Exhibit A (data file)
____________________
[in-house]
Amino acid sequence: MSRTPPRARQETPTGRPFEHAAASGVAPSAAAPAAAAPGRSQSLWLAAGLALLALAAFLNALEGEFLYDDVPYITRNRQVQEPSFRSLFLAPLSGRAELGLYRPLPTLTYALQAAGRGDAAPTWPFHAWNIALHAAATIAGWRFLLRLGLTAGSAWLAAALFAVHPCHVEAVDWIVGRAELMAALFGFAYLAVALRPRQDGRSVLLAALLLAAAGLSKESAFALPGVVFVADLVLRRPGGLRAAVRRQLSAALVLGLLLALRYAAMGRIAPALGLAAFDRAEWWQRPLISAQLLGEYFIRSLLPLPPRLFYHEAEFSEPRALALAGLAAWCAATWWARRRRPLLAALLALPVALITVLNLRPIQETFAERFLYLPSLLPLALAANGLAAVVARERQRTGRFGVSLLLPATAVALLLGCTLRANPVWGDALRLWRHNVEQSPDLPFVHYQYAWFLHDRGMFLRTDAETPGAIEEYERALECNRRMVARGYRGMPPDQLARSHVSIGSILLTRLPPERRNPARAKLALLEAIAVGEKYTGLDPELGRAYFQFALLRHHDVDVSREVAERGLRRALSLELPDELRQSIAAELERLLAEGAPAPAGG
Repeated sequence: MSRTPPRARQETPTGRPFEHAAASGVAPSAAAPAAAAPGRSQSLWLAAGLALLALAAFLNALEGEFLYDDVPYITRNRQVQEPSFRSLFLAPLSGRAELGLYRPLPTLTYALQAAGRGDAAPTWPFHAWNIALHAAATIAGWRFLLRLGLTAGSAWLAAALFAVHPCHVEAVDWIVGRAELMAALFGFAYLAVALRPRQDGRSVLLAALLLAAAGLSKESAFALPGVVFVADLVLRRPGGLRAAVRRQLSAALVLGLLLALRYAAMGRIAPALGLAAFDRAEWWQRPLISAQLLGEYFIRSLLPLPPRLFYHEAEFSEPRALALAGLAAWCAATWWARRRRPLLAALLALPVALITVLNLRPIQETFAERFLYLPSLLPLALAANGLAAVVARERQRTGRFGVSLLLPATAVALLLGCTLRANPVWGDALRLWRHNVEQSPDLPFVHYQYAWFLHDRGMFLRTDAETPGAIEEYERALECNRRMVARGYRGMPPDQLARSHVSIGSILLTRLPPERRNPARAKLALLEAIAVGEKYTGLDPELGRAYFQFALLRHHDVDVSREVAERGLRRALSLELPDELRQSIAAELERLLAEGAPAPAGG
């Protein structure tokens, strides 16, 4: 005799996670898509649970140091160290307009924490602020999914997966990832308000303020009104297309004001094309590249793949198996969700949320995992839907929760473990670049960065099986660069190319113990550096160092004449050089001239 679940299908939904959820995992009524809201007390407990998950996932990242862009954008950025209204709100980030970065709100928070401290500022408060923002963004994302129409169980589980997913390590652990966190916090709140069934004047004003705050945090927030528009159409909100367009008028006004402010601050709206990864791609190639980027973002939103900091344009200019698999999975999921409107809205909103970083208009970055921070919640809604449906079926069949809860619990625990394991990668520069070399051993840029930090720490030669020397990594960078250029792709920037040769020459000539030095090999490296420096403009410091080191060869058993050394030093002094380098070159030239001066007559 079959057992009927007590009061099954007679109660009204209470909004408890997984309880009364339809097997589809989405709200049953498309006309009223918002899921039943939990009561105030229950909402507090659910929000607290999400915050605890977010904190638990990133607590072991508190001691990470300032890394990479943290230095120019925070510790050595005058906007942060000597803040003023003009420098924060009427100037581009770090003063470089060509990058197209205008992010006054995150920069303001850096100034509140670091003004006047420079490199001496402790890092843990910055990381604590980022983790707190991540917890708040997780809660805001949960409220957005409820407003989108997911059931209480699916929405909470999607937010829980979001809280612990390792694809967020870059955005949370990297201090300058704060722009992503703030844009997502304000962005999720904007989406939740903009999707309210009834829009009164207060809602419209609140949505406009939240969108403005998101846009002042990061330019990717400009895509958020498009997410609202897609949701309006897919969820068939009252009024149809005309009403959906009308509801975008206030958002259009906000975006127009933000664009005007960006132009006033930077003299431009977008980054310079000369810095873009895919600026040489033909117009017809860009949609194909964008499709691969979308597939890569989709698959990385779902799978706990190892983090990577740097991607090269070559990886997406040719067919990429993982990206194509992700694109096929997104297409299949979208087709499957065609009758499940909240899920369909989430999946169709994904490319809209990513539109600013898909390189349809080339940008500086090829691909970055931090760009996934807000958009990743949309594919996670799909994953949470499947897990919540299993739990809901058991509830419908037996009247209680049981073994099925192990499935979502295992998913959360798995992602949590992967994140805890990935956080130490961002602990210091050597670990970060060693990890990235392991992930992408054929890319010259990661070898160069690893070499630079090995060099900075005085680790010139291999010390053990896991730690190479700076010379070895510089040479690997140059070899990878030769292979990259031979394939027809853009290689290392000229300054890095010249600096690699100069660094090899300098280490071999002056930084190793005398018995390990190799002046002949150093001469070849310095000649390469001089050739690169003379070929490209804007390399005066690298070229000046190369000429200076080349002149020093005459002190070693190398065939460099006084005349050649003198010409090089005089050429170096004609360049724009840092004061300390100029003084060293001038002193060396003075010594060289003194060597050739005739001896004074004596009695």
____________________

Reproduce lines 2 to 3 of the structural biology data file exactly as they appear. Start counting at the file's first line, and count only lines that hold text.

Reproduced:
Amino acid sequence: MSRTPPRARQETPTGRPFEHAAASGVAPSAAAPAAAAPGRSQSLWLAAGLALLALAAFLNALEGEFLYDDVPYITRNRQVQEPSFRSLFLAPLSGRAELGLYRPLPTLTYALQAAGRGDAAPTWPFHAWNIALHAAATIAGWRFLLRLGLTAGSAWLAAALFAVHPCHVEAVDWIVGRAELMAALFGFAYLAVALRPRQDGRSVLLAALLLAAAGLSKESAFALPGVVFVADLVLRRPGGLRAAVRRQLSAALVLGLLLALRYAAMGRIAPALGLAAFDRAEWWQRPLISAQLLGEYFIRSLLPLPPRLFYHEAEFSEPRALALAGLAAWCAATWWARRRRPLLAALLALPVALITVLNLRPIQETFAERFLYLPSLLPLALAANGLAAVVARERQRTGRFGVSLLLPATAVALLLGCTLRANPVWGDALRLWRHNVEQSPDLPFVHYQYAWFLHDRGMFLRTDAETPGAIEEYERALECNRRMVARGYRGMPPDQLARSHVSIGSILLTRLPPERRNPARAKLALLEAIAVGEKYTGLDPELGRAYFQFALLRHHDVDVSREVAERGLRRALSLELPDELRQSIAAELERLLAEGAPAPAGG
Repeated sequence: MSRTPPRARQETPTGRPFEHAAASGVAPSAAAPAAAAPGRSQSLWLAAGLALLALAAFLNALEGEFLYDDVPYITRNRQVQEPSFRSLFLAPLSGRAELGLYRPLPTLTYALQAAGRGDAAPTWPFHAWNIALHAAATIAGWRFLLRLGLTAGSAWLAAALFAVHPCHVEAVDWIVGRAELMAALFGFAYLAVALRPRQDGRSVLLAALLLAAAGLSKESAFALPGVVFVADLVLRRPGGLRAAVRRQLSAALVLGLLLALRYAAMGRIAPALGLAAFDRAEWWQRPLISAQLLGEYFIRSLLPLPPRLFYHEAEFSEPRALALAGLAAWCAATWWARRRRPLLAALLALPVALITVLNLRPIQETFAERFLYLPSLLPLALAANGLAAVVARERQRTGRFGVSLLLPATAVALLLGCTLRANPVWGDALRLWRHNVEQSPDLPFVHYQYAWFLHDRGMFLRTDAETPGAIEEYERALECNRRMVARGYRGMPPDQLARSHVSIGSILLTRLPPERRNPARAKLALLEAIAVGEKYTGLDPELGRAYFQFALLRHHDVDVSREVAERGLRRALSLELPDELRQSIAAELERLLAEGAPAPAGG